WEST LAFAYETTE, Ind. — Friends, family and admirers of Purdue legend Leroy Keyes gathered at the Mollenkopf Indoor Facility Saturday to celebrate his life and legacy.
A public viewing was available between 9 a.m. and noon, followed by a private ceremony that was streamed live on YouTube by the John Purdue Club. For three hours, Keyes was remembered by his family, friends and colleagues through a combination of songs, anecdotes and scriptures.
Keyes passed away on April 15 at the age of 74.
"I am so full of all the love that has been shown and expressed to my dad on this day," Keyes' daughter Jacqueline Sanders said during the service. "As we sat over there earlier, as the people came through just sharing their thoughts, their stories, their memories it just filled my heart with such joy. I couldn't be more proud of that man, and I am proud to stand here today as his daughter."
He was remembered for his time spent with family, at his church and on the golf course. Keyes was praised for his sincere positivity in all facets of his life.
Matt Folk, the President of the Purdue for Life Foundation, spoke during the service and explained numerous phone calls, letters and emails he's received over the past week about Keyes' passing. Whether the words were from fans, friends or fellow alumni, Folk said there were two constant themes when describing Keyes.
He always made others the center of attention, whether they dealt with him as a friend, an athlete, an activist, a coach or a university administrator. Folk also said it was amazing how many people met Keyes for the first time as he walked through the wrong fairway on the golf course looking for a lost ball.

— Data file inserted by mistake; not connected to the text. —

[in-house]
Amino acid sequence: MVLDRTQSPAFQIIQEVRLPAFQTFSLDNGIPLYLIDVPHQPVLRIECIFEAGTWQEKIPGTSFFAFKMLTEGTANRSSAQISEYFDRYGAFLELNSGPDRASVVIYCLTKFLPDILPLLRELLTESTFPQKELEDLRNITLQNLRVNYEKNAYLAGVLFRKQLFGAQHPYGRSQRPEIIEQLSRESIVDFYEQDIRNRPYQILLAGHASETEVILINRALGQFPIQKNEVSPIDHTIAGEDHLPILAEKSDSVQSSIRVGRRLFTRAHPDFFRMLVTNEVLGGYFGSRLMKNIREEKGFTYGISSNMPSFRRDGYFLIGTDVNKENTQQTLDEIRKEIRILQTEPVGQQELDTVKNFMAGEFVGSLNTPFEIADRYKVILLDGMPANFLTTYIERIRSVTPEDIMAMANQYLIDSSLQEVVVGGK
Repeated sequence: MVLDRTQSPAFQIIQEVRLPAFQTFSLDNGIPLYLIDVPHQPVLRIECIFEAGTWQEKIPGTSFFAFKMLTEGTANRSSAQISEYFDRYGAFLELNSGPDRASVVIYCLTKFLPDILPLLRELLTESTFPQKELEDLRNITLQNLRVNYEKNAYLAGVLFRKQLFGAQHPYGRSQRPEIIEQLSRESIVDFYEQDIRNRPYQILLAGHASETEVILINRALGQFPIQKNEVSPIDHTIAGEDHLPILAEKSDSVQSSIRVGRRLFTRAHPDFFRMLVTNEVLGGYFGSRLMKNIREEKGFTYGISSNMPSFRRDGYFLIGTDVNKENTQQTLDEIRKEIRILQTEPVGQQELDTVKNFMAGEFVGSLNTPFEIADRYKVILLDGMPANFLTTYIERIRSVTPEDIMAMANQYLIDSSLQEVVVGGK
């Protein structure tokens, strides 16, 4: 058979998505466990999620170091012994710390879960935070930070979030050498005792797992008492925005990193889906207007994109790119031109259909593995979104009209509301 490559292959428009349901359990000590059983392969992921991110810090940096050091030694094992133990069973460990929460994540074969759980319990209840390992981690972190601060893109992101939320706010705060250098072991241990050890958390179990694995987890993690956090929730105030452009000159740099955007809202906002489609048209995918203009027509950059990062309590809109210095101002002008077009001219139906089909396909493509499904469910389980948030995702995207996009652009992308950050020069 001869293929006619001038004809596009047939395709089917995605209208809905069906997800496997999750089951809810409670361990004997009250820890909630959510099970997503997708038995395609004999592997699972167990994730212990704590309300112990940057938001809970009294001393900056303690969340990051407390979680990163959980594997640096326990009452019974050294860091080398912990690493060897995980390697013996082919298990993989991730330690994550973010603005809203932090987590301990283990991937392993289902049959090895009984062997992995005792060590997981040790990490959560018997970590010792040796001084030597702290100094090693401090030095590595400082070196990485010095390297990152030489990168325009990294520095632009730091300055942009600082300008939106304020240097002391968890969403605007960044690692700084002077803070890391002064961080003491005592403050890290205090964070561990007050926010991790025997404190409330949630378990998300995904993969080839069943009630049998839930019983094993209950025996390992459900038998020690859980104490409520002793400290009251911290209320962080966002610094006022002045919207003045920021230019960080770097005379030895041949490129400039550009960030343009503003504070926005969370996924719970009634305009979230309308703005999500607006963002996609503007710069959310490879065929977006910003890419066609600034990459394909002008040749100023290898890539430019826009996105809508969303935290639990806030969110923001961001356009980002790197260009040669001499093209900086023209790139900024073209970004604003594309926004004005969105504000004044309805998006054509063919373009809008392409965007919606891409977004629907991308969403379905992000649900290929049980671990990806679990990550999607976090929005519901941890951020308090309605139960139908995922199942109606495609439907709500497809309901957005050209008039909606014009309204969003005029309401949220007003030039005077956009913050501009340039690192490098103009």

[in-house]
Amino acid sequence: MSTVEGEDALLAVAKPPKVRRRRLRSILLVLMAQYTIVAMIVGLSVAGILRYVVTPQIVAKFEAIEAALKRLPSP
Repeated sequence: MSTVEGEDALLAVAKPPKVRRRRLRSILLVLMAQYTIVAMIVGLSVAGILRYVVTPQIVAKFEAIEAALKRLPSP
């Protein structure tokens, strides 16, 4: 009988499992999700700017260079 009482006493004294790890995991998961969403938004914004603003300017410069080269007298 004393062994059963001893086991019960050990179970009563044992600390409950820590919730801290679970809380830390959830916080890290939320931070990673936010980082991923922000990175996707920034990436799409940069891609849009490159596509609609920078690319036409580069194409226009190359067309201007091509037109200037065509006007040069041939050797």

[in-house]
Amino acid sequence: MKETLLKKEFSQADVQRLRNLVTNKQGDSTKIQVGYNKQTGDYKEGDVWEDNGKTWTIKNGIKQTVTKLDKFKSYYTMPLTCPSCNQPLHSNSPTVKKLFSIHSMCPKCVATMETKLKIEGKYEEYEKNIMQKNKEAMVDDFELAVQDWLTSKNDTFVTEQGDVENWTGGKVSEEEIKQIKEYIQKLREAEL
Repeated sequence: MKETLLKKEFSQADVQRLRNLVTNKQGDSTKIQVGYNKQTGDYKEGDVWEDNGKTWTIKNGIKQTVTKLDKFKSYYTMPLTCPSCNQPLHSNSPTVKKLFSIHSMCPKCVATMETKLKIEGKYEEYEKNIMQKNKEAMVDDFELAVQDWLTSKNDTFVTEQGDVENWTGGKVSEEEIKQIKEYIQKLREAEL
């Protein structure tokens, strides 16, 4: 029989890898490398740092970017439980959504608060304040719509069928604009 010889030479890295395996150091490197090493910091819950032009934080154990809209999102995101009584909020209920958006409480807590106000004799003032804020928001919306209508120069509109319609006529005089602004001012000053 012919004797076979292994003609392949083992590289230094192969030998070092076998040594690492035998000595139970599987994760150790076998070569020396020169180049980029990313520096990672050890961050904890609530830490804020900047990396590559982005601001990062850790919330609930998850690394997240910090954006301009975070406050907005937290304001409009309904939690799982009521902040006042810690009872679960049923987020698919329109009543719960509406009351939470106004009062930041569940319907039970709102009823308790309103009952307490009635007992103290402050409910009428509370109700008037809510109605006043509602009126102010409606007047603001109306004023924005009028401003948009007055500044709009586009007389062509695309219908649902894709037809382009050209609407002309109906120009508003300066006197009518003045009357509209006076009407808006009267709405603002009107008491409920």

"I'll obviously remember Leroy for all the things that made him a legend," Folk said. "I'll remember his big hands, his big bear hug, his big smile and laugh, and most importantly his big heart. He always left others better off than when he found them, and even if that was when he was in the wrong fairway looking for a lost ball."
Keyes was a legendary figure in Purdue sports as a two-time unanimous All-American for the football team in 1967 and 1968. After leaving the Boilermakers with a host of program records, he spent five years in the NFL.
More important than his time on the field was the time he spent with others as a coach and activist. Keyes worked as a desegregation specialist for Philadelphia schools for 16 years after his retirement, and he was also outspoken in improving the treatment of Black students on campus in the 1960s.
“Leroy was a true Boilermaker icon,” vice president and director of intercollegiate athletics Mike Bobinski said last week. “He will be missed not only as a legendary player, but even more so for the positive impact he had on so many over the course of his life.”
Stories Related to Leroy Keyes
- HONORING LEROY KEYES: Here's what several people had to say about Purdue legend Leroy Keyes, who passed away Thursday. CLICK HERE
- KEYES PASSES AT AGE 74: He was voted the All-Time Greatest Player in Purdue football history as part of the 100th anniversary of Purdue football in 1987. CLICK HERE